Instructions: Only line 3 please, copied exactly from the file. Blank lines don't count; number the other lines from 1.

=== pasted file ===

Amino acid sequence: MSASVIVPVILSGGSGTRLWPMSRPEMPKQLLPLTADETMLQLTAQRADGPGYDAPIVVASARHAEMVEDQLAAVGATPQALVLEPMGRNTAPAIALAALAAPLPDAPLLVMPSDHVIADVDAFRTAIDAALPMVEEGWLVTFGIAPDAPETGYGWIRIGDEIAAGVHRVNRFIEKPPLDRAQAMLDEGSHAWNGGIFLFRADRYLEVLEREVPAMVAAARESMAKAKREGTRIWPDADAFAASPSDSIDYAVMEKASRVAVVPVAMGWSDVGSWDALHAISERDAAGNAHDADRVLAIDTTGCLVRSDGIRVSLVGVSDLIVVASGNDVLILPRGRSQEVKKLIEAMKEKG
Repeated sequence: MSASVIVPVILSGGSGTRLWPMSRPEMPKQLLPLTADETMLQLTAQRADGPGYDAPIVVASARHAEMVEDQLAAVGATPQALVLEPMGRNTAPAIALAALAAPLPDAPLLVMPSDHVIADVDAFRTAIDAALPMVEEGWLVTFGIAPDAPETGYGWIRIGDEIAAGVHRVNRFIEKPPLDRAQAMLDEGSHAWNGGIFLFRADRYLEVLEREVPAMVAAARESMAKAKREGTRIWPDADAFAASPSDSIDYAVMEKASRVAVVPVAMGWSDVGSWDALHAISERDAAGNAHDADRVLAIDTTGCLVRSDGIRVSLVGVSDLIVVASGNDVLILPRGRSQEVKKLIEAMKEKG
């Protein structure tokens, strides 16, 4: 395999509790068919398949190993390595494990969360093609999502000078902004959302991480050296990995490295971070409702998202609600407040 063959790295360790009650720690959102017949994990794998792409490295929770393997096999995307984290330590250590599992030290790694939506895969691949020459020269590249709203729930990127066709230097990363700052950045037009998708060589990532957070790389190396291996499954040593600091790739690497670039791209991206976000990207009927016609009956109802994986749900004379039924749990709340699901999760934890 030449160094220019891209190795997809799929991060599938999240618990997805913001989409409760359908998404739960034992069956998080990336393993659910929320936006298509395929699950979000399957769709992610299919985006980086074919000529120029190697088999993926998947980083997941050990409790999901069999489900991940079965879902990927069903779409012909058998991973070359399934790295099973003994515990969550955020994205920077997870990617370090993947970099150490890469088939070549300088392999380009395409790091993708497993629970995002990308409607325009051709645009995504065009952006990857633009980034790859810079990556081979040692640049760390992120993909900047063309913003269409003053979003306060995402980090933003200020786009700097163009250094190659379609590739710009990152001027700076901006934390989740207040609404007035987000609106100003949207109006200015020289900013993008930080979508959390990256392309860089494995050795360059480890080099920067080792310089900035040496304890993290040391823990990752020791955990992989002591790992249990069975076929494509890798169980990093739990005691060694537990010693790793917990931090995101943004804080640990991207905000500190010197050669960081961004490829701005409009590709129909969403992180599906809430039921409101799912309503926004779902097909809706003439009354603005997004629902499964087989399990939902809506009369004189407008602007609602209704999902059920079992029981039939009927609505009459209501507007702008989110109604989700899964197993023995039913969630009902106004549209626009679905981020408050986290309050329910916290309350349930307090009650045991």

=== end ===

């Protein structure tokens, strides 16, 4: 395999509790068919398949190993390595494990969360093609999502000078902004959302991480050296990995490295971070409702998202609600407040 063959790295360790009650720690959102017949994990794998792409490295929770393997096999995307984290330590250590599992030290790694939506895969691949020459020269590249709203729930990127066709230097990363700052950045037009998708060589990532957070790389190396291996499954040593600091790739690497670039791209991206976000990207009927016609009956109802994986749900004379039924749990709340699901999760934890 030449160094220019891209190795997809799929991060599938999240618990997805913001989409409760359908998404739960034992069956998080990336393993659910929320936006298509395929699950979000399957769709992610299919985006980086074919000529120029190697088999993926998947980083997941050990409790999901069999489900991940079965879902990927069903779409012909058998991973070359399934790295099973003994515990969550955020994205920077997870990617370090993947970099150490890469088939070549300088392999380009395409790091993708497993629970995002990308409607325009051709645009995504065009952006990857633009980034790859810079990556081979040692640049760390992120993909900047063309913003269409003053979003306060995402980090933003200020786009700097163009250094190659379609590739710009990152001027700076901006934390989740207040609404007035987000609106100003949207109006200015020289900013993008930080979508959390990256392309860089494995050795360059480890080099920067080792310089900035040496304890993290040391823990990752020791955990992989002591790992249990069975076929494509890798169980990093739990005691060694537990010693790793917990931090995101943004804080640990991207905000500190010197050669960081961004490829701005409009590709129909969403992180599906809430039921409101799912309503926004779902097909809706003439009354603005997004629902499964087989399990939902809506009369004189407008602007609602209704999902059920079992029981039939009927609505009459209501507007702008989110109604989700899964197993023995039913969630009902106004549209626009679905981020408050986290309050329910916290309350349930307090009650045991």